One of the innovations which has helped it on this journey was the creation of its ‘Splash Cone’. With a simple design tweak which enables the water to be sprinkled onto its potatoes (for washing) during slicing, its plant in Leicester has seen it save more than 640m litres of water globally per annum.

Meanwhile, its site in Skelmersdale has reduced the water used to make potato chips by 30% since 2015. This has been achieved through the installation of visual monitors and taps to control the flow of water where possible. This has allowed the team to keep an eye on how much is being used and compare it to the standards the company has defined for the amount of water that should be used at each step.

This site has also made savings by using recycled water – processed at an on-site water treatment facility – both when peeling potatoes and to float them off the delivery vehicles and into the factory.

These efforts make Skelmersdale one of PepsiCo's most water-efficient sites in the world.


As highlighted in its 2023 Sustainability Report, McCain Foods has achieved its 2025 water use-efficiency target. This has been managed through a variety of water reduction projects.  Among those implemented in 2023 include spraybar management optimisation, blancher water usage best practice implementation, and improved hose management.

Last year, the frozen potato business conducted assessments of water-use in its production process and utilities across six facilities. A cross functional team, comprised of internal and external subject matter experts, compared water-use with internal and industry best practice to identify areas of opportunity to improve water efficiency. These opportunities range from no or low investment changes, such as programming updates, fixing leaks and process setpoint optimisation, to longer term and more sizeable changes requiring greater capital investment like water recovery, treatment and recycling systems. Through the implementation of several shorter-term opportunities, water-use intensity decreased by 2% from 2022 to 2023 at the six facilities, and best practice recommendations from these assessments are now being compiled so they can be shared across other facilities globally.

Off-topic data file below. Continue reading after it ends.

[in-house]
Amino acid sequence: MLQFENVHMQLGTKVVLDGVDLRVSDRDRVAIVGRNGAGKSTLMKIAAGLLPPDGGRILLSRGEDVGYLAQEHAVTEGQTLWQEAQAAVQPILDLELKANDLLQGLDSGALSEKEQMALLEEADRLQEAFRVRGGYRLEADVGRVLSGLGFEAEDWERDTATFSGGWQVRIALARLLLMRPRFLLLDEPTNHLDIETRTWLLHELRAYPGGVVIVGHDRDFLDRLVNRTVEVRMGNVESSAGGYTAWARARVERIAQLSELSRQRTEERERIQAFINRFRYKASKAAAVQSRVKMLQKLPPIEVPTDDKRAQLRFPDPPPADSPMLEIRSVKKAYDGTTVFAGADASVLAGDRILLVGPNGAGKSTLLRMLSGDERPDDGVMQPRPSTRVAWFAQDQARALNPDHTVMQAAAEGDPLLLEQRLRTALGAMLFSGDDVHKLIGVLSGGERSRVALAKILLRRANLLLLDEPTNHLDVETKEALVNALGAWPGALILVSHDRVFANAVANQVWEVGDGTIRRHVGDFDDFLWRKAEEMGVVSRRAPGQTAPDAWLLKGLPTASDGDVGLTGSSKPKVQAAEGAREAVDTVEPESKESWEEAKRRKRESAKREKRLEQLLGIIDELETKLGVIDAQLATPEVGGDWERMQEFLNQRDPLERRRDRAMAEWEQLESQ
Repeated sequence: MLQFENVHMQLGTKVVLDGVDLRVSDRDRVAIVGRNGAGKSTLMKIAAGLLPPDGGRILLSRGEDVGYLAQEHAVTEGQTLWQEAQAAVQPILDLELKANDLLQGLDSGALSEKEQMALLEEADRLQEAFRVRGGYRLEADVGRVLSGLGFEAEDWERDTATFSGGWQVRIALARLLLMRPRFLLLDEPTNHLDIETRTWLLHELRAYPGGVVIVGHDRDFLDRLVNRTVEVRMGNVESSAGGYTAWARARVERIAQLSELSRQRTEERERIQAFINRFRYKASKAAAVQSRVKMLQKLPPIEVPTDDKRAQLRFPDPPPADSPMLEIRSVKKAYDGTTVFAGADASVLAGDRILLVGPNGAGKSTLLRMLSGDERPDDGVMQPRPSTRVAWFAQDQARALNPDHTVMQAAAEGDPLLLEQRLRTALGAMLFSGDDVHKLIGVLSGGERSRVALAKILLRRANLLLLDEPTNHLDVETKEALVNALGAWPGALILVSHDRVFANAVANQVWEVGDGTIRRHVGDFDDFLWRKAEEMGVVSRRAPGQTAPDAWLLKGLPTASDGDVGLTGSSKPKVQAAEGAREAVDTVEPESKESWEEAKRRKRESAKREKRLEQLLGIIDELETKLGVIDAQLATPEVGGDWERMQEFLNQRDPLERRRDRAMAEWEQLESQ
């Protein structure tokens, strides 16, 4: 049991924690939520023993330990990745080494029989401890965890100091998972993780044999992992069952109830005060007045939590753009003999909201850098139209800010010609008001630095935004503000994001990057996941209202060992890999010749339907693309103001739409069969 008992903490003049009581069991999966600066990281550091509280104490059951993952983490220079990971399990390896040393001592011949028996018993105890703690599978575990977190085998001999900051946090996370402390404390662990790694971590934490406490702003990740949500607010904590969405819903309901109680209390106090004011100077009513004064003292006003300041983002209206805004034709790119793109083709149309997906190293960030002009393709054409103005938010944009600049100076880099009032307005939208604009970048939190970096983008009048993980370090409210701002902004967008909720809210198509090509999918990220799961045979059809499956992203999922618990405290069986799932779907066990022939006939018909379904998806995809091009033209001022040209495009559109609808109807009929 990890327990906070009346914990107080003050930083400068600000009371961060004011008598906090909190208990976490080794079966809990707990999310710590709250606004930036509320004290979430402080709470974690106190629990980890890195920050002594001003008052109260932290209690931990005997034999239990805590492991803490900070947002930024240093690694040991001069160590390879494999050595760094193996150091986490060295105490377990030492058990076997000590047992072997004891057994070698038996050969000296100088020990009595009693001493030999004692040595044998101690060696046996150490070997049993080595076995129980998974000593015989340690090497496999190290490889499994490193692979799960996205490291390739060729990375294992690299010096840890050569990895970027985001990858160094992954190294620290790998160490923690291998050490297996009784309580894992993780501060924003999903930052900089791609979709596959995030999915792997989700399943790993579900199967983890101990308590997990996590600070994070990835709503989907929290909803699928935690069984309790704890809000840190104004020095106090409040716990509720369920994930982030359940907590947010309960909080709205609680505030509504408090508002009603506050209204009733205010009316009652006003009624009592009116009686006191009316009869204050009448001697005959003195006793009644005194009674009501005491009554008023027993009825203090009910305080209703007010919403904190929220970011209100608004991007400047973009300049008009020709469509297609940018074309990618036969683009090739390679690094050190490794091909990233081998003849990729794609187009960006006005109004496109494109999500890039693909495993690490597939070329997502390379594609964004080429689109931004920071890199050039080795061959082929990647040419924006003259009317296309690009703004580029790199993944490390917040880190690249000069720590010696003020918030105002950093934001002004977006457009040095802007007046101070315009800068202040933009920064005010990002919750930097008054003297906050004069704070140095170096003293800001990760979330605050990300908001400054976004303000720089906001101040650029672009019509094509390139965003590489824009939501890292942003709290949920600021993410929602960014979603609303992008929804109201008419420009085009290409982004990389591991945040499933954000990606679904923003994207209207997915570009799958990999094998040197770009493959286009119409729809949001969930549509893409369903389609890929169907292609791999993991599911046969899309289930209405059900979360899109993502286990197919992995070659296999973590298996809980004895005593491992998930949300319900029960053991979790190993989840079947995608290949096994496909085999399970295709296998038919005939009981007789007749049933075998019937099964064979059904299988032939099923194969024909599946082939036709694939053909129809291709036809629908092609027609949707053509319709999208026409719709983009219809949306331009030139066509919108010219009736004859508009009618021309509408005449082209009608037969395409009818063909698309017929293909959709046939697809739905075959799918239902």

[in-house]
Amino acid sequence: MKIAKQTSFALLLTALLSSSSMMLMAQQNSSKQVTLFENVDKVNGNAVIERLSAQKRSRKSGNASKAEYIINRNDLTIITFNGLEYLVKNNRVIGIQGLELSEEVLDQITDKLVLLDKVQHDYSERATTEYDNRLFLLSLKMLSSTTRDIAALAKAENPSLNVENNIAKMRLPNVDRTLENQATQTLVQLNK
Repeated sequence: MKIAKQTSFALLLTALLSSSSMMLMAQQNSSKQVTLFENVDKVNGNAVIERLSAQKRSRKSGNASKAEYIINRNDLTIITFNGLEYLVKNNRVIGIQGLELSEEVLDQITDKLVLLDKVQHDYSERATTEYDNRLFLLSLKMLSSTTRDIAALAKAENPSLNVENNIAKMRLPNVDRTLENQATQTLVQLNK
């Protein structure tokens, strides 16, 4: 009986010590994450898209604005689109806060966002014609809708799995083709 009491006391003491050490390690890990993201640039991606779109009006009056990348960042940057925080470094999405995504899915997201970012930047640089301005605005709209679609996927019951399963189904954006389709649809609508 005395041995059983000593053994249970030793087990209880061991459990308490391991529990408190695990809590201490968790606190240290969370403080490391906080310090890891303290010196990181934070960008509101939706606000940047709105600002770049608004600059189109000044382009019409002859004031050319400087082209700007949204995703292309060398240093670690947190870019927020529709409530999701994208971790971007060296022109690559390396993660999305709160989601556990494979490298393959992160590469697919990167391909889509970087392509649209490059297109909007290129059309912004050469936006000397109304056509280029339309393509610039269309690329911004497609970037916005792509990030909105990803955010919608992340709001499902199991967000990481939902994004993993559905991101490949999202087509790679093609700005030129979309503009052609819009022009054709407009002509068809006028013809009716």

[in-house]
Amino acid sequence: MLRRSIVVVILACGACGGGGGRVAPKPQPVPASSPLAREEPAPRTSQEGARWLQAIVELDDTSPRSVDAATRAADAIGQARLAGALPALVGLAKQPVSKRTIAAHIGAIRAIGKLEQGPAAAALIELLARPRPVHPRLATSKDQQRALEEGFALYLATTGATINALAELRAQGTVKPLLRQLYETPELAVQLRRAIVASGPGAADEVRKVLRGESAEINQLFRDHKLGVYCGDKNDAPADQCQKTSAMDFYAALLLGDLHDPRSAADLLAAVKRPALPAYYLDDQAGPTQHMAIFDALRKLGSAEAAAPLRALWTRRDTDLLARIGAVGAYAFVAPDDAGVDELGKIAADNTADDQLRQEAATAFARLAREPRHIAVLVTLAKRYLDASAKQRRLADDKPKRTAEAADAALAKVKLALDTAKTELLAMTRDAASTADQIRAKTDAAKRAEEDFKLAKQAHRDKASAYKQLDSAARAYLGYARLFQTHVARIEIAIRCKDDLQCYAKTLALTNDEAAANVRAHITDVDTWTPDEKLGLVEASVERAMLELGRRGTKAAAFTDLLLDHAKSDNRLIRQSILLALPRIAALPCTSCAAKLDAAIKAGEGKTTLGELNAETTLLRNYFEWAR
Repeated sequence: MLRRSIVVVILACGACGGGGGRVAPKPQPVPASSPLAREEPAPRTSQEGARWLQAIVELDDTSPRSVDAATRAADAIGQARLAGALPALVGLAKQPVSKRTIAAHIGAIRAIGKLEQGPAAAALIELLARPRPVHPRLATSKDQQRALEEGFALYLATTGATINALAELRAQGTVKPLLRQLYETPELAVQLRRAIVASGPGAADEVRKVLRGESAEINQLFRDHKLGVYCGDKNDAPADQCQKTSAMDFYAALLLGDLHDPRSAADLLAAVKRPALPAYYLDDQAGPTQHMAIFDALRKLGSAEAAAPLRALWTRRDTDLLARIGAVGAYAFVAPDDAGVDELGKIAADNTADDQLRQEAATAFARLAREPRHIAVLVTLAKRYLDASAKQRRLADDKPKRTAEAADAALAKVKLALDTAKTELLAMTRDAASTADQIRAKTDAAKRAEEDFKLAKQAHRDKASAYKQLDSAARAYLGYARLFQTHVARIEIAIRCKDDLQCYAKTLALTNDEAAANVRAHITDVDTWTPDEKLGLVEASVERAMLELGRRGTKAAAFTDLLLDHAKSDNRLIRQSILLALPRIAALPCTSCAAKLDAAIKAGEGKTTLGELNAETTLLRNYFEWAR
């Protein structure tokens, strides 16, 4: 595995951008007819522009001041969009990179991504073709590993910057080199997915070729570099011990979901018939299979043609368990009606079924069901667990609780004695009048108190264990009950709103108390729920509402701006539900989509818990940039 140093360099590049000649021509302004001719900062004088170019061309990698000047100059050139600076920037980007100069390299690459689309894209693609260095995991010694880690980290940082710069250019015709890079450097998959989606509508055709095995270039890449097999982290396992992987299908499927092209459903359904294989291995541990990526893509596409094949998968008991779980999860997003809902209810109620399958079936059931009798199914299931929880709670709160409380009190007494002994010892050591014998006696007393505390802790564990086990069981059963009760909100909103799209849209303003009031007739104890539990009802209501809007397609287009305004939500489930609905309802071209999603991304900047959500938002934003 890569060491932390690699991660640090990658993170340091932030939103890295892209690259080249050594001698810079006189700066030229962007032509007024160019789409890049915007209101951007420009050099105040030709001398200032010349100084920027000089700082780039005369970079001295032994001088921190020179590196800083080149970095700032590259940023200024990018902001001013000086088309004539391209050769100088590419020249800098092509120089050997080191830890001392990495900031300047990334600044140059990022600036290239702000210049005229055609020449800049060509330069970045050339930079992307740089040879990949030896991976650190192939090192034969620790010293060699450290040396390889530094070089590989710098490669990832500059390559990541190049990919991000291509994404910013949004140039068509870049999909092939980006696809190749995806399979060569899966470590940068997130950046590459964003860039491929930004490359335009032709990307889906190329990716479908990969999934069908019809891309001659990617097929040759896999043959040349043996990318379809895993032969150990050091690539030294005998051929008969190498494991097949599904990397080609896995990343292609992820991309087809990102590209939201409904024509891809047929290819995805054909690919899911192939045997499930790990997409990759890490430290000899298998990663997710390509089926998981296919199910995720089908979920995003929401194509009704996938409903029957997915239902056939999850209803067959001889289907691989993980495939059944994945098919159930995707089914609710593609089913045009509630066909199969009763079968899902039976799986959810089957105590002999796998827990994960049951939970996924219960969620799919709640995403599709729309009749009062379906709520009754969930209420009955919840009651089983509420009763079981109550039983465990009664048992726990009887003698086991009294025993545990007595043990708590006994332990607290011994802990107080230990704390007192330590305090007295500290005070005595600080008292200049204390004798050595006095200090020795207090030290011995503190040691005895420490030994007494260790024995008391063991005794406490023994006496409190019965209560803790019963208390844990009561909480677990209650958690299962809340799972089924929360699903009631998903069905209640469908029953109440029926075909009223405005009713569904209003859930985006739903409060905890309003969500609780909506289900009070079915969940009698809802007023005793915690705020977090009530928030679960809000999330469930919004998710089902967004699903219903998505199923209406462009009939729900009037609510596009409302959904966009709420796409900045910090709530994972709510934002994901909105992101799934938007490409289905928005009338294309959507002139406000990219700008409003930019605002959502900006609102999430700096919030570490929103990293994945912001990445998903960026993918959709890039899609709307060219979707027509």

Coca-Cola Europacific Partners (CCEP) also has a close eye on water, with its innovation arm ‘CCEP Ventures’ having recently announced a partnership with Deep Science Ventures in an effort to develop new solutions to alleviate water stress.

Dr Francesca O’Hanlon, senior manager in water at CCEP, explained: “We’re working with Deep Science Ventures to tackle water scarcity, by developing solutions that will help us supply water affordably, at scale, with minimal environmental impact.

“We’re searching for water experts and entrepreneurs who can come up with game-changing technologies to help do this. Once we’ve identified and selected these experts, we’ll work with them to set up one to three companies that are developing innovative technology.

CCEP helped support the completion of De Liskes, a nature restoration project located in the same water catchment area as its Dongen production facility in The Netherlands

“Ultimately, the aim is to establish businesses that offer solutions to sustainable water generation which can help us meet our water commitments. We know this could be hugely valuable for the entire industry and we plan to commercialise those solutions, so the entire drinks industry can reap the benefits. Of course, these challenges aren’t isolated to the drinks industry alone, meaning there’s potential these solutions may also be applicable for other industries too.”